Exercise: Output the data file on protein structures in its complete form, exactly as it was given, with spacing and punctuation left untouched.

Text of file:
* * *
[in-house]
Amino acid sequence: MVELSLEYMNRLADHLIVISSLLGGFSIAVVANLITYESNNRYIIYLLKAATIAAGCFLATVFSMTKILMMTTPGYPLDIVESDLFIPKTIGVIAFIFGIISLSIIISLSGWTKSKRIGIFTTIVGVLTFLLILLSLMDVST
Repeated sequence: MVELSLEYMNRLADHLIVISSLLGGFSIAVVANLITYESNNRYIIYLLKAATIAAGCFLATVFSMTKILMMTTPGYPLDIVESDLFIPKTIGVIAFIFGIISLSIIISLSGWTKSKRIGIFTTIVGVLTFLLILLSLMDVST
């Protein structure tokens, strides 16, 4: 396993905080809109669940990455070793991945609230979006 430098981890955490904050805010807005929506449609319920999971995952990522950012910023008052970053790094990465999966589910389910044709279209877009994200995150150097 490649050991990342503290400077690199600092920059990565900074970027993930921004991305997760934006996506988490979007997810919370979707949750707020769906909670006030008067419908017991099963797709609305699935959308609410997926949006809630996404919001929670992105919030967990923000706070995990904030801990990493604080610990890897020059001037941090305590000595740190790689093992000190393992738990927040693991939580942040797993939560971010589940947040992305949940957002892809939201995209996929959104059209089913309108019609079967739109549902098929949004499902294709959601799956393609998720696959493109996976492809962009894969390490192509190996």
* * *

[in-house]
Amino acid sequence: MVELSLEYMNRLADHLIVISSLLGGFSIAVVANLITYESNNRYIIYLLKAATIAAGCFLATVFSMTKILMMTTPGYPLDIVESDLFIPKTIGVIAFIFGIISLSIIISLSGWTKSKRIGIFTTIVGVLTFLLILLSLMDVST
Repeated sequence: MVELSLEYMNRLADHLIVISSLLGGFSIAVVANLITYESNNRYIIYLLKAATIAAGCFLATVFSMTKILMMTTPGYPLDIVESDLFIPKTIGVIAFIFGIISLSIIISLSGWTKSKRIGIFTTIVGVLTFLLILLSLMDVST
């Protein structure tokens, strides 16, 4: 396993905080809109669940990455070793991945609230979006 430098981890955490904050805010807005929506449609319920999971995952990522950012910023008052970053790094990465999966589910389910044709279209877009994200995150150097 490649050991990342503290400077690199600092920059990565900074970027993930921004991305997760934006996506988490979007997810919370979707949750707020769906909670006030008067419908017991099963797709609305699935959308609410997926949006809630996404919001929670992105919030967990923000706070995990904030801990990493604080610990890897020059001037941090305590000595740190790689093992000190393992738990927040693991939580942040797993939560971010589940947040992305949940957002892809939201995209996929959104059209089913309108019609079967739109549902098929949004499902294709959601799956393609998720696959493109996976492809962009894969390490192509190996």